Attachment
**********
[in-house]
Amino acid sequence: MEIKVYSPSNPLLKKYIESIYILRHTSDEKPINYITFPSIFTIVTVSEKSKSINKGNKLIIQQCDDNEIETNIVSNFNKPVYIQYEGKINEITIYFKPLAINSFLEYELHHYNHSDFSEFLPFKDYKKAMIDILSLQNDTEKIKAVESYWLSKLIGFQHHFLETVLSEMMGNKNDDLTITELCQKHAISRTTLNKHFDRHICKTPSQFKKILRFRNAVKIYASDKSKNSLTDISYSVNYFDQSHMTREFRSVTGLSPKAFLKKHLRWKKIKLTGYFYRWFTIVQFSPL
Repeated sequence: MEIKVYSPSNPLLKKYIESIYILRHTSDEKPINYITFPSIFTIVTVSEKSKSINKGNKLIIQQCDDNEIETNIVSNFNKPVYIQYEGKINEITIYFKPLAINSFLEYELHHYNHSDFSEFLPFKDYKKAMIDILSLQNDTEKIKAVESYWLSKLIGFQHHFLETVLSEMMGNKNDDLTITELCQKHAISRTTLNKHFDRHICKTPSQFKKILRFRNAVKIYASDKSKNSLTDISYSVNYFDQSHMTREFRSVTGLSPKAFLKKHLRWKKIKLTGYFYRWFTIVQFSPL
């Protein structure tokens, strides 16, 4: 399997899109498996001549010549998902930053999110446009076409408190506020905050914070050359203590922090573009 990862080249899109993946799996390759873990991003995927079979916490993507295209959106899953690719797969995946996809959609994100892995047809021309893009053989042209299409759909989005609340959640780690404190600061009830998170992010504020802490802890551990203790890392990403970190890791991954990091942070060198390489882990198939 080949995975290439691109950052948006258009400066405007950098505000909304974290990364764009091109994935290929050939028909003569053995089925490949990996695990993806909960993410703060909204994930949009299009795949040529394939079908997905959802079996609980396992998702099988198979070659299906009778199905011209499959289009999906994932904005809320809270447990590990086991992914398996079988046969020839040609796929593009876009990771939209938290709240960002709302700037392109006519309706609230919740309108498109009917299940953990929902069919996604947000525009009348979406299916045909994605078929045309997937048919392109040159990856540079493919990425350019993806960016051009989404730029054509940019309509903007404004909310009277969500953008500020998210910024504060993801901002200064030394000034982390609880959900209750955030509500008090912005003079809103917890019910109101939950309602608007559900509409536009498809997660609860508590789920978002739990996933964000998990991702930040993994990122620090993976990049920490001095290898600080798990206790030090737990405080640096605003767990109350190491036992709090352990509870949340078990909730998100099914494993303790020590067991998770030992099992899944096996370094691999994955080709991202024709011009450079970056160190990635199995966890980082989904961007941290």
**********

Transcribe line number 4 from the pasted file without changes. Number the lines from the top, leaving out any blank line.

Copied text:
């Protein structure tokens, strides 16, 4: 399997899109498996001549010549998902930053999110446009076409408190506020905050914070050359203590922090573009 990862080249899109993946799996390759873990991003995927079979916490993507295209959106899953690719797969995946996809959609994100892995047809021309893009053989042209299409759909989005609340959640780690404190600061009830998170992010504020802490802890551990203790890392990403970190890791991954990091942070060198390489882990198939 080949995975290439691109950052948006258009400066405007950098505000909304974290990364764009091109994935290929050939028909003569053995089925490949990996695990993806909960993410703060909204994930949009299009795949040529394939079908997905959802079996609980396992998702099988198979070659299906009778199905011209499959289009999906994932904005809320809270447990590990086991992914398996079988046969020839040609796929593009876009990771939209938290709240960002709302700037392109006519309706609230919740309108498109009917299940953990929902069919996604947000525009009348979406299916045909994605078929045309997937048919392109040159990856540079493919990425350019993806960016051009989404730029054509940019309509903007404004909310009277969500953008500020998210910024504060993801901002200064030394000034982390609880959900209750955030509500008090912005003079809103917890019910109101939950309602608007559900509409536009498809997660609860508590789920978002739990996933964000998990991702930040993994990122620090993976990049920490001095290898600080798990206790030090737990405080640096605003767990109350190491036992709090352990509870949340078990909730998100099914494993303790020590067991998770030992099992899944096996370094691999994955080709991202024709011009450079970056160190990635199995966890980082989904961007941290």